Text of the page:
A tree branch scratches at your window and the shadows are- … wait, it’s only August? Never fear! Any time of year is a good time to let the shivers run down your spine! Especially shivers like these.
There’s always been something queer about horror (and we don’t just mean weird). However, the LGBTQIA+ horror of yesteryear fell victim to coded subtext (A Nightmare on Elm Street Part 2 and The Lost Boys) to downright shock value (Sleepaway Camp and The Silence of the Lambs). But these gays, er days, there’s a real renaissance happening in queer horror.
This month, queer horror is taken to new heights with They/Them! Let’s look at some of the more recent entries in the queer horror canon. And if anybody says The Babadook, you’re getting killed first.
(Peacock, premieres Aug. 5)
The scariest horror takes pieces of everyday life and exposes their darkest secrets. And when it comes to the real-life horror of conversion therapy, not much extra finessing is needed. Owen Whistler (Kevin Bacon) runs a conversion camp whose methods are even more sinister than expected. It’s up to a group of queer and trans kids to turn the tables, especially when murder is added to the list of camp treatments.
Interview with the Vampire
(AMC/AMC+, premieres Oct. 2)
Based on Anne Rice’s classic novel and executive produced by her son Christopher Rice, this new incarnation of Interview with the Vampire promises a whole crypt full of queer gothic horror. Among the flickering lights of New Orleans in 1910, the vampire Lestat hunts a man named Louis de Pointe du Lac (played by Game of Thrones‘ Jacob Anderson). Their destinies soon intertwine in a flurry of flesh, lust, and rage that would make the most sinful of sinners blush. The streets of the quarter will run red as Louis’ faith is tested and his thirst is quenched.
What We Do in the Shadows
(Hulu, streaming now)
On the other fang, What We Do in the Shadows is a gay old time — like, try centuries old since this show focuses on a coven of vampires trying to survive the (after)life in Staten Island, New York. This group of vamps has definitely been around the block when it comes to romance — and they’re not shy about sharing, especially Nandor the Relentless! Jemaine Clement’s mockumentary style show, based on his 2014 film with Taika Waititi, is irreverent horror fun. Season 4 is ready to sink your teeth into and the show has even been renewed for fifth and sixth seasons.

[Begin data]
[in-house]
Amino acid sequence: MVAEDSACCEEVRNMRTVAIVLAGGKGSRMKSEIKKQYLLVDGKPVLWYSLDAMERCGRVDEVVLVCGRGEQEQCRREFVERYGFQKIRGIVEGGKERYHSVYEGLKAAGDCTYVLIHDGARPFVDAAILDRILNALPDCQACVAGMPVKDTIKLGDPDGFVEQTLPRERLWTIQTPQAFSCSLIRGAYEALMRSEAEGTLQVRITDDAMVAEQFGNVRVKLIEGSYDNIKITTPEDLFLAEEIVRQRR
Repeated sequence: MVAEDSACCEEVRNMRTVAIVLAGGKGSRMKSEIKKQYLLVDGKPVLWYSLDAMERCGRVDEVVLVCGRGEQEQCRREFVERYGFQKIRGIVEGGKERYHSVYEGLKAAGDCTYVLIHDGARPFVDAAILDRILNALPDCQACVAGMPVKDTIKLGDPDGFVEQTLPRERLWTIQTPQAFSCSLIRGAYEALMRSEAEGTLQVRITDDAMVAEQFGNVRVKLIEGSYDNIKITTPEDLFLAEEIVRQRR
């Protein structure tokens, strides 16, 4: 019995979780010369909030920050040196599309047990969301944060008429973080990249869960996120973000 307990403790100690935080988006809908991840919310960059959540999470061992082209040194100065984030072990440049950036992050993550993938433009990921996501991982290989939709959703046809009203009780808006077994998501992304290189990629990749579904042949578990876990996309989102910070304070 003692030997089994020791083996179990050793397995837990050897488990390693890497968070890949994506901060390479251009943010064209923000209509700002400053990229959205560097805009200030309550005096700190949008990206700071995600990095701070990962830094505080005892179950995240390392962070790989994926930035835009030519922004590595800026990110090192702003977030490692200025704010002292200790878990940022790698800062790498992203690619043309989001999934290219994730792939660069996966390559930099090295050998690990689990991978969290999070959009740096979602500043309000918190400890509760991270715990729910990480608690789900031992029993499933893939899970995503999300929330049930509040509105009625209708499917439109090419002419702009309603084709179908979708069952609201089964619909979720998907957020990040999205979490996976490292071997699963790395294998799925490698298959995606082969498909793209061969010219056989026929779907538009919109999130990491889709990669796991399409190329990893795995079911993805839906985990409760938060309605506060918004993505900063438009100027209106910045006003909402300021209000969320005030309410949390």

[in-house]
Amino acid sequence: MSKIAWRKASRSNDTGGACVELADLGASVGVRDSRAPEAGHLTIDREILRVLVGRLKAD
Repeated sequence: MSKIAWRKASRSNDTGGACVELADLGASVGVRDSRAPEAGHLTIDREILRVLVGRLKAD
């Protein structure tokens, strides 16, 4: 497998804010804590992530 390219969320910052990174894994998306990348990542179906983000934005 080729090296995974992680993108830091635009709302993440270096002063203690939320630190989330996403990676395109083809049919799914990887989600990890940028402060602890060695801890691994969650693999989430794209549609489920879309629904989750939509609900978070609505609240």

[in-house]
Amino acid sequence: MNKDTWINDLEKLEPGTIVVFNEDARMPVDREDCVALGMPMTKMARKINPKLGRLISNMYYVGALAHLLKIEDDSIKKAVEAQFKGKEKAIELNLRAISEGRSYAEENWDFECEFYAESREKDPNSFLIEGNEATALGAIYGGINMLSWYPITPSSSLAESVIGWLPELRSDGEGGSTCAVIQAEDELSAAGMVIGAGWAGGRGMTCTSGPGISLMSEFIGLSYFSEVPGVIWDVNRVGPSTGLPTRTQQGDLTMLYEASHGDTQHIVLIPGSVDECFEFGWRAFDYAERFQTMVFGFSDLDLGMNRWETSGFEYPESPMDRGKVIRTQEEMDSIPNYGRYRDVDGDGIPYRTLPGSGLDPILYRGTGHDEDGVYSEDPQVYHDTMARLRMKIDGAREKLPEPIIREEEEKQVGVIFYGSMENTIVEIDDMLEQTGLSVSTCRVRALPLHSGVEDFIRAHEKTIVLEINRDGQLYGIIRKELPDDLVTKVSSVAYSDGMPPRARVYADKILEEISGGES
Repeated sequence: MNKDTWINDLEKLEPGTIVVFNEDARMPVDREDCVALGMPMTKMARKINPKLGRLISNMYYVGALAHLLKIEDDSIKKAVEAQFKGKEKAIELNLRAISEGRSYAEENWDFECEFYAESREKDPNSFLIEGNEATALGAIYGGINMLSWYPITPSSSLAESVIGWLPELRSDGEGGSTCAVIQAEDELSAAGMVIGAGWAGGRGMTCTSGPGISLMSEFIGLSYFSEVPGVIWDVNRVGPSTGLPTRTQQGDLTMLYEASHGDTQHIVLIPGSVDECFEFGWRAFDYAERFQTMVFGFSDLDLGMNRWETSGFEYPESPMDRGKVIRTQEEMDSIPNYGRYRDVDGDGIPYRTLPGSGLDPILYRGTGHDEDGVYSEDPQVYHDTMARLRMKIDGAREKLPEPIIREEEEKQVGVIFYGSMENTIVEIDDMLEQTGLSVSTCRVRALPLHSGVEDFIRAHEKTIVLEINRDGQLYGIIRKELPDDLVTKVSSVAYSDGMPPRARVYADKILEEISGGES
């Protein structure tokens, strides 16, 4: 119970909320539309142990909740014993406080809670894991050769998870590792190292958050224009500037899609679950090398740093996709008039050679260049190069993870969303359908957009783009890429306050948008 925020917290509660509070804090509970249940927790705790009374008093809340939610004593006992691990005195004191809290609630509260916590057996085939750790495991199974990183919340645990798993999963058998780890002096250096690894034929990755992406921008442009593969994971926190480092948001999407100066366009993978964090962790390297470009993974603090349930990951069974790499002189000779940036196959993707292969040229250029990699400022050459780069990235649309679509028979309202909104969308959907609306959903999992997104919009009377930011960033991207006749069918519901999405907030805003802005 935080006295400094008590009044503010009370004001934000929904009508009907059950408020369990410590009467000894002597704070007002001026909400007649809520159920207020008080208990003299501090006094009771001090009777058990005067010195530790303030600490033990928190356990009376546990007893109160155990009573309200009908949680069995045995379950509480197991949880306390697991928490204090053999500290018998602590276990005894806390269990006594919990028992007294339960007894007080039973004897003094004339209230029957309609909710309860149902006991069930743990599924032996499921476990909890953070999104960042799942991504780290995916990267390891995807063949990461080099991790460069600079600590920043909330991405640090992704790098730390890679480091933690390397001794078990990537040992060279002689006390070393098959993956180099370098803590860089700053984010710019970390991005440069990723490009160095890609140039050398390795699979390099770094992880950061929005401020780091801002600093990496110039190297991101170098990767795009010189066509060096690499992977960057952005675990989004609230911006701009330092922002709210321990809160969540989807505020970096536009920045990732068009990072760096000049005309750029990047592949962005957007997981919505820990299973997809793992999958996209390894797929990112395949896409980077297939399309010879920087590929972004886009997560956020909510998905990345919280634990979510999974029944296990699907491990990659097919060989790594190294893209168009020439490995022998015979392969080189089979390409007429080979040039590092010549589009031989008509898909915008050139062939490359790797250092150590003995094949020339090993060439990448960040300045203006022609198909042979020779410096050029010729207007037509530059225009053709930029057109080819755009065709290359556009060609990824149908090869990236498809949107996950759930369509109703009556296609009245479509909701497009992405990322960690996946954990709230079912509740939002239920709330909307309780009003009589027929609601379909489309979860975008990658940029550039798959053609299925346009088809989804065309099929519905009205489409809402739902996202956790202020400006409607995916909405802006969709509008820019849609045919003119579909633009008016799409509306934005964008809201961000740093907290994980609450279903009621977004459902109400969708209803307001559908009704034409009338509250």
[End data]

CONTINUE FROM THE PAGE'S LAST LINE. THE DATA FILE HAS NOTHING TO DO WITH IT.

(Netflix, streaming now)
Part Romeo & Juliet, part Twilight, with a whole lot of monster-of-the-week type action, First Kill offers something for every queer horror fan. If you were a fan of Teen Wolf (another creepy option with queer rep), this show will be a good fit. There’s romance, blood, a killer soundtrack, ancient family histories, oh and did we mention blood? In case you hadn’t guessed, this is a series about vampires and those who are sworn to hunt them. But sometimes, as Juliette and Calliope learn, even the most sacred vows are meant to be ripped apart.
(Netflix, streaming now)
Throughout history, being queer has always been about survival. Society’s deepest fears have been projected onto queer people — but what happens when those people fight back? A spine-tingling tale told in three parts, the Fear Street films show the innate strength that queer people have in the face of adversity. Whether it’s against a town’s enduring curse, a terrifying slasher, or a summer camp serial killer, you can be sure that these teens will fight like hell to survive.
(Hulu, streaming now)
Speaking of all things diabolical, the Chucky TV series brings back the doll everyone loves to fear. When Jake happens upon a Chucky doll at a garage sale, his life slowly fills with horror. Each episode brings a new jaw-dropping twist as Chucky exerts his control over Jake and Devon, their frenemy Lexy, and plenty of other victims. Even Tiffany, the bride of Chucky, makes her return!
Season 2 will premiere on October 5, featuring nonbinary actor Lachlan Watson (from The Chilling Adventures of Sabrina, also another great horror show with queer characters) to play Chucky and Tiffany’s child, Glen/Glenda. Nothing like continuing the family business.
In addition to all these streaming choices, there are also plenty of other modern classics. The low-budget flick Hellbent advertised itself as the first gay slasher film, though it’s part of a slew of similar early-2000s movies like Dead Guys and High Tension. Jennifer’s Body paved the way for inclusive carnage with all kinds of bodies going both ways. Recently, films like Raw and Fresh (both tied to appetites of a certain flavor) have featured queer characters, though they remain in the gay BFF trope rather than a lead character.
What’s on your queer horror watchlist? Tell us over in our Atomic Misfits Facebook Group, and don’t forget to Let Your Geek Sideshow!